whitehot | February 2008, Studio Visit with Roland Reiss
1225 Hermosa Ave
Hermosa Beach, CA 90254
(November 15, 2007 – January 5, 2008)
The Brewery Art Colony
Los Angeles, CA
Studio Visit February 2, 2008
By Sandra Vista, WM LA
Aren’t Our Perceptions Abstractions Too?
Towards the end of our visit at Mr. Reiss's studio, I stated that I always listen for a particular word or phrase that will be the springboard for my essay. I told him that the word abstraction seemed to be a word he frequently repeated. He responded by paraphrasing H.W. Janson’s (The History of Art) definition of abstract art with three words: intensify, clarify, and extension. These passwords facilitated portions of the Roland Reiss Experience.
Roland Reiss has been an artist since the l950’s. He is the recipient of various awards and has shown at Documenta. Roland mentioned that he was in the Army during the Korean War but that he spent his time stateside making art (posters) along with Robert Irwin. This interview was subsequently sprinkled with anecdotes about famous artists he knew before and after their notoriety. Judy Chicago wanted to exclude all the men at an artist fest because of their lack of sensitivity. Roland’s response was that sensitive males are often found in the art world and that she might have been excluding a built in cooperative group of guys.
My initial studio visit was in response to the recent exhibit Roland had at Gallery C in Hermosa Beach, entitled ONSHORE
FLOW. This exhibit consisted of (16) acrylic on Mylar collages ranging from 10”x121/2”-19”x24” in scale. The Mylar is generously painted on both sides. Intensify - these other worldly landscapes become multi-dimensional while making contact with the gallery walls. The space of each work ebbs and flows. There are as Roland said, levels of perception, in these collages that take the viewer beyond the two dimensional wall. Because many of the collages have the appearance of landscapes, they help to create an understanding about the nature of our present existence-clarify.
Many of the collages from the C Gallery exhibit have titles identifying with nature. The collages are reflective of the four elements of earth, water, fire and air-extension. Some of the titles of the works are Nature’s Way, Sunshine Mused, In the Woods and First Learning. An example is the seismic patterned collage entitled Fresh Water. At first glance, the collage appears to be recording an earthquake or a cross section of geological land mass. However, a lace-like pattern, rhythmically traveling along the foreground waves, displays another element of motion and speed. As things in nature are often paralleling each other at different speeds, bringing time and space closer together, these collages contribute to this concept.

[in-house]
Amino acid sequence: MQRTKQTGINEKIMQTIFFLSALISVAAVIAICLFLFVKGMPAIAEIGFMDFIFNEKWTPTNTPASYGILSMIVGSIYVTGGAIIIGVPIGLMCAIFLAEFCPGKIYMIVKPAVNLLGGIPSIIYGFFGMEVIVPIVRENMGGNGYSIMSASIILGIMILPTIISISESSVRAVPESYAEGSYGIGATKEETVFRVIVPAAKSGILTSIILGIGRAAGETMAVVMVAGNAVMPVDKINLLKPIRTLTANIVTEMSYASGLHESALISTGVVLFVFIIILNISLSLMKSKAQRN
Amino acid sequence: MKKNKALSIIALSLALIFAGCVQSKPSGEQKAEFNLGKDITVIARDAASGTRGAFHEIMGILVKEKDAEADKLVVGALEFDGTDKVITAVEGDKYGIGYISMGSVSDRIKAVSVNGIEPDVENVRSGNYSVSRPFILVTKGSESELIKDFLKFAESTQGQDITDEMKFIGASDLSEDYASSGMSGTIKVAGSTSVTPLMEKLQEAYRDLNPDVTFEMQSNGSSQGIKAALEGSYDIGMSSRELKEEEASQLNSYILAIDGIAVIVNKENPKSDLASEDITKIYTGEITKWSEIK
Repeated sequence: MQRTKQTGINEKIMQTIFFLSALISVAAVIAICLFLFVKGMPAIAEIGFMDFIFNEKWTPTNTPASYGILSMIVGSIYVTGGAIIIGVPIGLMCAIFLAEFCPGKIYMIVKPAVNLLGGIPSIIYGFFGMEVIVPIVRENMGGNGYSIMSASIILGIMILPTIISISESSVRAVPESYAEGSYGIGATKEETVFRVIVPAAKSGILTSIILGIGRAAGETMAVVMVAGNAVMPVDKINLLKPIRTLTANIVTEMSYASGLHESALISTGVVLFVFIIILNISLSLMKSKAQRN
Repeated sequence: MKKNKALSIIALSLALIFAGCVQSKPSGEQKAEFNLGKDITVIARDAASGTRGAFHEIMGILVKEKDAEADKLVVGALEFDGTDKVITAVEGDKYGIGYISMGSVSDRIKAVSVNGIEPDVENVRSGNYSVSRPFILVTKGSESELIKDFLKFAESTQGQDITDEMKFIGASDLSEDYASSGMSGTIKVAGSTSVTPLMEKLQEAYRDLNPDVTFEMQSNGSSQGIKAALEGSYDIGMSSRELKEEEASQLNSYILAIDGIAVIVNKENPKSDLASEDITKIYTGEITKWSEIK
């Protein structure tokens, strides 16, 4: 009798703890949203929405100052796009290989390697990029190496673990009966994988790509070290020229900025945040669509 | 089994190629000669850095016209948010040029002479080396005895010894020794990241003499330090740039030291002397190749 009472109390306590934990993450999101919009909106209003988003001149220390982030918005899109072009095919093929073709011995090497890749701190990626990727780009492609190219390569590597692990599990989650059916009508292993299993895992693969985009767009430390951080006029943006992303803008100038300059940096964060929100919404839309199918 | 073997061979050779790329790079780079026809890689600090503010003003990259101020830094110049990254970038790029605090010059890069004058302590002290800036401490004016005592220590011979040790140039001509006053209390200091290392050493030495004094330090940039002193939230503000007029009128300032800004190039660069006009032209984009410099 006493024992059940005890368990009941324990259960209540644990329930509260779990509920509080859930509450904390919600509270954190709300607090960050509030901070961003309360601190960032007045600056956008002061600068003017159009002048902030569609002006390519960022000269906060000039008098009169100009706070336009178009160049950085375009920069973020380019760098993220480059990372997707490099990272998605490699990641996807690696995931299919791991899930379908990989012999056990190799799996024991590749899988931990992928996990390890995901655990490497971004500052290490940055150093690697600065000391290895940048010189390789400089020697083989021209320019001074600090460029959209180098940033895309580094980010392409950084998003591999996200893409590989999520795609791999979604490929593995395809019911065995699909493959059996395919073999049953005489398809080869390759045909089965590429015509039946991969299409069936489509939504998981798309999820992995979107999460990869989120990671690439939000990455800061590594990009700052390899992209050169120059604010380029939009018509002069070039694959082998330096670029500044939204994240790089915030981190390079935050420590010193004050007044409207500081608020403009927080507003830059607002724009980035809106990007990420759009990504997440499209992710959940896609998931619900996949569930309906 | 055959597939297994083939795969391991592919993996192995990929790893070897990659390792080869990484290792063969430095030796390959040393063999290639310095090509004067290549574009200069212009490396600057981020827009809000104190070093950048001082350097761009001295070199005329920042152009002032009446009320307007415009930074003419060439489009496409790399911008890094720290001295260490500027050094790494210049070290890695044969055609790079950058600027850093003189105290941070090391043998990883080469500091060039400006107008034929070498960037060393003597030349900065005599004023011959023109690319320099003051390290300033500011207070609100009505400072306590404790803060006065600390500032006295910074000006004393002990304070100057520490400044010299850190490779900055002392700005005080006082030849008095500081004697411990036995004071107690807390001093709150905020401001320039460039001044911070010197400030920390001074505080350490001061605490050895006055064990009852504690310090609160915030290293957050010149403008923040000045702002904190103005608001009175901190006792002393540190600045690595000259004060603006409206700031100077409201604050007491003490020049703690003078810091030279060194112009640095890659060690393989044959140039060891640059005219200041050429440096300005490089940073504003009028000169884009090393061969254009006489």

Roland also discussed how he had eyes peering out from some of the collages. As seen in In the Woods and Nature’s Way, there are interlopers disguised as sequined dots among the reed-like lines. Roland pointed out that the eyes were influenced by Henri Rousseau’s Sleeping Gypsy and jungle paintings. The eyes are not a pun on perception but a way to keep the viewer continually aware of his/her environment.
The influence of Clifford Still on Roland was also an integral part of the interview. Roland met Clifford Still early in his teaching career in Colorado. The plexi-glass pieces in Roland’s studio reflected the ongoing inspiration Still has had on his work. Falling Waters 2007 (52”x40, acrylic on plexi-glass) and Over Evident Falls 2007 (52”x40”, acrylic on plexi-glass) are clear gel medium paintings that are comprised of optical illusions with small pentagon-prisms that are created with dollops of gel medium and bold jagged flashes of gel reminiscent of Still’s torn off shapes. The jagged shapes still have Roland’s trademark of buoyancy and dimensionality as they cast shadows against the wall.
As an artist who has been working for over half a century, Roland frequently spoke of having freedom to make the art he wants to make without apologies. The feeling of peace is reflective in the abstract quality of his work. He is able to communicate through his work in a sparing way and concentrate on his own voice, spirituality, and nature’s dance. He spoke of a former art student, who added his name to the dedication of a book he had written. The art student, turned writer, did not have Roland as a teacher, but he told him that he was impressed by the time that Roland sat next to him in a drawing class and drew along with the class. Roland’s willingness to be part of the class always remained with the student/writer. Throughout the years of various group exhibits in Los Angeles County and beyond, Roland continues to be supportive of his former students by exhibiting shoulder to shoulder with them.
Noah Becker: Editor-in-Chief